At that time a violent discord arose, by the instigation of the devil, among the inhabitants of Northumberland; as always is used to happen among a people who have incurred the wrath of God. For the Northumbrians at that time, as we have said, had expelled their lawful king Osbert, and appointed a certain tyrant named Aella, not of royal birth, over the affairs of the kingdom; but when the pagans approached, by divine providence, and the union of the nobles for the common good, that discord was a little appeased, and Osbert and Aella uniting their resources, and assembling an army, marched to York. The pagans fled at their approach, and attempted to defend themselves within the walls of the city. The Christians, perceiving their flight and the terror they were in, determined to destroy the walls of the town, which they succeeded in doing; for that city was not surrounded at that time with firm or strong walls, and when the Christians had made a breach as they had purposed, and many of them had entered into the town, the pagans, urged by despair and necessity, made a fierce sally upon them, slew them, routed them, and cut them down on all sides, both within and without the walls. In that battle fell almost all the Northumbrain warriors, with both the kings and a multitude of nobles; the remainder, who escaped, made peace with the pagans. In the same year, Ealstan, bishop of the church of Sherborne, went the way of all flesh, after he had honourably ruled his see four years, and he was buried at Sherborne. In the year of our Lord's incarnation 868, which was the twentieth of king Alfred's life, there was a severe famine. Then the aforesaid revered king Alfred, but at that time occupying a subordinate station, asked and obtained in marriage a noble Mercian lady, daughter of Athelred, surnamed Mucil,(*) earl of the Gaini. (**)
The mother of this lady was named Edburga, of the royal line of Mercia, whom we have often seen with our own eyes a few years before her death. She was a venerable lady, and after the decease of her husband, she remained many years a widow, even till her own death. In the same year, the above-named army of pagans, leaving Northumberland, invaded Mercia and advanced to Nottingham, which is called in the British tongue, "Tiggocobauc," but in Latin, the "House of Caves," and they wintered there that same year. Immediately on their approach, Burhred, king of Mercia, and all the nobles of that nation, sent messengers to Ethelred, king of the West-Saxons, and his brother Alfred, suppliantly entreating them to come and aid them in fighting against the aforesaid army. Their request was easily obtained; for the brothers, as soon as promised, assembled an immense army from all parts of their dominions, and entering Mercia, came to Nottingham, all eager for battle, and when the pagans, defended by the castle, refused to fight, and the Christians were unable to destroy the wall, peace was made between the Mercians and pagans, and the two brothers, Ethelred and Alfred, returned home with their troops. In the year of our Lord's incarnation 869, which was the twenty- first of king Alfred's life, there was a great famine and mortality of men, and a pestilence among the cattle. And the aforesaid army of the pagans, galloping back to Northumberland, went to York, and there passed the winter. In the year of our Lord's incarnation 870, which was the twenty- second of king Alfred's life, the above-named army of pagans, passed through Mercia into East-Anglia, and wintered at Thetford. In the same year Edmund, king of the East-Angles, fought most fiercely against them; but, lamentable to say, the pagans triumphed, Edmund was slain in the battle, and the enemy reduced all that country to subjection. In the same year Ceolnoth, archbishop of Canterbury, went the way of all flesh, and was buried peaceably in his own city. In the year of our Lord's incarnation 871, which was the twenty- third of king Alfred's life, the pagan army, of hateful memory, left the East-Angles, and entering the kingdom of the West- Saxons, came to the royal city, called Reading, situated on the south bank of the Thames, in the district called Berkshire; and there, on the third day after their arrival, their earls, with great part of the army, scoured the country for plunder, while the others made a rampart between the rivers Thames and Kennet on the right side of the same royal city. They were encountered by Ethelwulf, earl of Berkshire, with his men, at a place called Englefield;(***) both sides fought bravely, and made long resistance.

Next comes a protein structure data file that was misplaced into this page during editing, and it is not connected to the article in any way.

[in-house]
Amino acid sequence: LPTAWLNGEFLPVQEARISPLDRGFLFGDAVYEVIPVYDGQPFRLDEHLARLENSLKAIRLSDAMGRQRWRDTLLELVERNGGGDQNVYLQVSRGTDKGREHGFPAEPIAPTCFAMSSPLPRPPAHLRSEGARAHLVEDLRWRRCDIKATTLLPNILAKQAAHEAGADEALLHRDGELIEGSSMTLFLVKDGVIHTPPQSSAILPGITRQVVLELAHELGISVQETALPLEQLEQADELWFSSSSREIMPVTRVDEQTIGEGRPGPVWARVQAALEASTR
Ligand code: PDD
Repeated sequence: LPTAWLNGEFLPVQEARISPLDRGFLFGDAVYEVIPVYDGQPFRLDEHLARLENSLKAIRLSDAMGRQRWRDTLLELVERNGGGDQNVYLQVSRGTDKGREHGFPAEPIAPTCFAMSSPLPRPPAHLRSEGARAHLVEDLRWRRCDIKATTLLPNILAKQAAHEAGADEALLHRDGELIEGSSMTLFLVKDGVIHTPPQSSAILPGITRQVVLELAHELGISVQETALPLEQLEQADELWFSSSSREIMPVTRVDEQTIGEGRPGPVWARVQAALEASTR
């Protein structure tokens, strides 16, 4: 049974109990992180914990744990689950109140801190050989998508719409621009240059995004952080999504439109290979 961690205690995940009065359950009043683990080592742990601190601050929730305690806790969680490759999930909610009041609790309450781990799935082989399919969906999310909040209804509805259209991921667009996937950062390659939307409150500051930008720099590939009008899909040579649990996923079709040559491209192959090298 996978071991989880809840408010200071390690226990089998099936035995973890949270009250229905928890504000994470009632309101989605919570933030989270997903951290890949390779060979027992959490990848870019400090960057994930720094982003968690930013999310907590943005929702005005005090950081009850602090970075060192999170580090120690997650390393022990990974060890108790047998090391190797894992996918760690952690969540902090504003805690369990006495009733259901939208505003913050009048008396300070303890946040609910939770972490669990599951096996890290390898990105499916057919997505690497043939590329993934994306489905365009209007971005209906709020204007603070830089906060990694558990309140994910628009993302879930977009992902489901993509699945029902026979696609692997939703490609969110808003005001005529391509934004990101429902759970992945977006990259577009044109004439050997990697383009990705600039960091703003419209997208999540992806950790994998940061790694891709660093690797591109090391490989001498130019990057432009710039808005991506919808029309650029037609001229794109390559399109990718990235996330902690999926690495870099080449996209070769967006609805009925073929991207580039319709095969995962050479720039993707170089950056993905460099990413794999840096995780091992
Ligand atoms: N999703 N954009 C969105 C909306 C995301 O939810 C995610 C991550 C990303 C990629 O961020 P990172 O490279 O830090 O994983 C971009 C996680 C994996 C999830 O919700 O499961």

At length one of the pagan earls was slain, and the greater part of the army destroyed; upon which the rest saved themselves by flight, and the Christians gained the victory. Four days afterwards, Ethelred, king of the West-Saxons, and his brother Alfred, united their forces and marched to Reading, where, on their arrival, they cut to pieces the pagans whom they found outside the fortifications. But the pagans, nevertheless, sallied out from the gates, and a long and fierce engagement ensued. At last, grief to say, the Christians fled, the pagans obtained the victory, and the aforesaid earl Ethelwulf was among the slain. Roused by this calamity, the Christians, in shame and indignation, within four days, assembled all their forces, and again encountered the pagan army at a place called Ashdune, which means the "Hill of the Ash." (****)
(*)This nobleman occurs as a witness [Mucil, dux] to many Mercian
charters, dated from A.D. 814 to 866.
(**)Inhabitants of Gainsborough.
(***)Englefield Green is about four miles from Windsor.
(****)Aston, in Berkshire.